Bringing up Ubisoft's always-online DRM through uPlay is sure to elicit groans of annoyance and protest from any PC gamer. The latest issue with uPlay is only sure to aggravate them even further.
Google information security engineer Tavis Ormandy discovered that the browser plugin to launch uPlay opened up a backdoor that allowed any website access to a user's computer.
" …I bought a video game called "Assassin's Creed Revelations". I didn't have much of a chance to play it, but it seems fun so far. However, I noticed the installation procedure creates a browser plugin for it's [sic] accompanying uplay launcher, which grants unexpectedly (at least to me) wide access to websites," wrote Ormandy in a post on Seclists.org.
Luckily, Ubisoft was quick to respond to the exploit and managed to release a patch that fixed the issue within a day.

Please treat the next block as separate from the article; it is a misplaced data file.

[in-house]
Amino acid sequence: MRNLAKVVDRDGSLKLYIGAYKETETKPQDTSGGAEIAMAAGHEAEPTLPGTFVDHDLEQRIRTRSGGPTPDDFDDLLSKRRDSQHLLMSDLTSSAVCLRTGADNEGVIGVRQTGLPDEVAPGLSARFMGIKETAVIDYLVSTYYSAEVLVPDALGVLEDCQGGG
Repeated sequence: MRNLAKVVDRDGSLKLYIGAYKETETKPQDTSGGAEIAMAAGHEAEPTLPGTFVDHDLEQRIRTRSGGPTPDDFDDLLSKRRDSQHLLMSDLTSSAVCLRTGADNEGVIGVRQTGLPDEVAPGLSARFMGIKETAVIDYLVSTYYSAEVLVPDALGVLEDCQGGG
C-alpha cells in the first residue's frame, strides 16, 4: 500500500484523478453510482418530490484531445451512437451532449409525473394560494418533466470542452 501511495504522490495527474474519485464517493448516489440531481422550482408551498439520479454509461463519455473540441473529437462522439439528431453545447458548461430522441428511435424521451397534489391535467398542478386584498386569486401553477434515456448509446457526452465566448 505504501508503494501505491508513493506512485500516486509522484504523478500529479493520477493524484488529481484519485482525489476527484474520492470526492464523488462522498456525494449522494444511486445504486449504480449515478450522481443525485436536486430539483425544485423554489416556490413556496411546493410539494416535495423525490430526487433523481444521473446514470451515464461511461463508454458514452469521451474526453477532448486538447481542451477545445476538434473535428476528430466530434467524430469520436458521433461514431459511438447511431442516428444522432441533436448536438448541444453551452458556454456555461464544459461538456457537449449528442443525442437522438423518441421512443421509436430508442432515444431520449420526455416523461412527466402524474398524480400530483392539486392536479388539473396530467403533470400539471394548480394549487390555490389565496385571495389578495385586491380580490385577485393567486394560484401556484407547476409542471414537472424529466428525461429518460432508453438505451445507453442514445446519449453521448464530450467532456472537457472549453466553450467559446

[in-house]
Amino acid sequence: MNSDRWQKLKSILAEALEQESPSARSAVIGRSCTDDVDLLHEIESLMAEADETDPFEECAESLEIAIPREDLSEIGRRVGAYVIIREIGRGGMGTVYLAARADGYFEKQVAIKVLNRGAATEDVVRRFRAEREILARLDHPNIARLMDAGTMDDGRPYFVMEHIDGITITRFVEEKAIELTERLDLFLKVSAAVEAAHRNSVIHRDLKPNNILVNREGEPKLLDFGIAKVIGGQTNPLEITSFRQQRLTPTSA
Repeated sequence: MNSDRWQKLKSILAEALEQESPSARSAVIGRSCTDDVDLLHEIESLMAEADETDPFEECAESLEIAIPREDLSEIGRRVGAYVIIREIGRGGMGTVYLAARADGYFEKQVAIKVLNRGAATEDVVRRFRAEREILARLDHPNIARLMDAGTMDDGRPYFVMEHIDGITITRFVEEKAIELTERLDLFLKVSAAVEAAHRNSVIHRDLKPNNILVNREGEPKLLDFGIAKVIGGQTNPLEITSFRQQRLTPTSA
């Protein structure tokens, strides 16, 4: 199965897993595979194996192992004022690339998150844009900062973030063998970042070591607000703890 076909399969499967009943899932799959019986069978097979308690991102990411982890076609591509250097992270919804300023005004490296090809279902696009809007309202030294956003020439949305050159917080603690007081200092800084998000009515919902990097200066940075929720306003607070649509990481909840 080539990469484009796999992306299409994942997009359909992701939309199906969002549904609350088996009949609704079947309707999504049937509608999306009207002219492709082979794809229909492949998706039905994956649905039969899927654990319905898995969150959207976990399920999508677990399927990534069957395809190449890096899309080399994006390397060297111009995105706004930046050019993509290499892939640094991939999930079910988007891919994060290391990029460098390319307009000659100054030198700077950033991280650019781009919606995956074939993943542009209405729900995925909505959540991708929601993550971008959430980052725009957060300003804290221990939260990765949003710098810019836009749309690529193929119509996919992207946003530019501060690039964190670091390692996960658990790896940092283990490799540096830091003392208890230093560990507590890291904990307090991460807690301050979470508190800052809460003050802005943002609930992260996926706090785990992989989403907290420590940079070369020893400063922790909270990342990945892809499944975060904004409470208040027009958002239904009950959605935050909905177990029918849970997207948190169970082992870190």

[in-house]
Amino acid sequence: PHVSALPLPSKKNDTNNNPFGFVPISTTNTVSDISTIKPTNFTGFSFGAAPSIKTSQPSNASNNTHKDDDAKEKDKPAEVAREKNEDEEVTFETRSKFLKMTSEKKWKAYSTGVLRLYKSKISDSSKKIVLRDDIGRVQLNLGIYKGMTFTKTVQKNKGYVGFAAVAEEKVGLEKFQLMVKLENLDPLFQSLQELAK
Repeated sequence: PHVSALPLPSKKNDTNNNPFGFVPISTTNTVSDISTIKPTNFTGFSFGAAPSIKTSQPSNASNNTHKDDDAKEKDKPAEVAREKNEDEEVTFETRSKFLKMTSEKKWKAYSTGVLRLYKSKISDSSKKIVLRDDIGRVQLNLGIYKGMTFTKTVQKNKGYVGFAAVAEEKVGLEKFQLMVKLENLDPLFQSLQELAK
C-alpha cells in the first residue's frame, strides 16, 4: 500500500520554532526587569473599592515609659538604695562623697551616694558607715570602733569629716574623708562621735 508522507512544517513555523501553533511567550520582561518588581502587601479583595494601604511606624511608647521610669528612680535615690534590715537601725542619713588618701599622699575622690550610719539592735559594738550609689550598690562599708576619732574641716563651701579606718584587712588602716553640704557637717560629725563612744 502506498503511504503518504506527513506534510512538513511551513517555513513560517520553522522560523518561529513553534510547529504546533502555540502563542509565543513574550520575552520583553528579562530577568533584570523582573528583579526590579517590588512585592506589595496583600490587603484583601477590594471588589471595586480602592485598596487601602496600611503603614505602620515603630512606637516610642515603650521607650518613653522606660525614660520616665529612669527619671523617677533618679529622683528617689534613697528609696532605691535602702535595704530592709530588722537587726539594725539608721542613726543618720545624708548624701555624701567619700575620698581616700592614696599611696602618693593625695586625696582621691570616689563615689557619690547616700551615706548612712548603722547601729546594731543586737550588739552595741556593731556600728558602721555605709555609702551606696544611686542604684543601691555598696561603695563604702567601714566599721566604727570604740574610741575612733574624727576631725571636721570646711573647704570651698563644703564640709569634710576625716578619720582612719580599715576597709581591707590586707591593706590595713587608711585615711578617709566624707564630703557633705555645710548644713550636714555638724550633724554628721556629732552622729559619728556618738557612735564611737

"We have made a forced patch to correct the flaw in the browser plug-in for the Uplay PC application that was brought to our attention earlier today. We recommend that all Uplay users update their Uplay PC application without a Web browser open. This will allow the plug-in to update correctly," said Ubisoft in a statement.
Considering that 21 Ubisoft titles use uPlay, among them some of Ubisoft's biggest titles—the Assassin's Creed series, Driver: San Francisco, and Ghost Recon: Future Soldier—it was imperative that Ubisoft quickly resolve the issue. So far, there's been no word on whether or not any uPlay users have been hacked as a result of the exploit.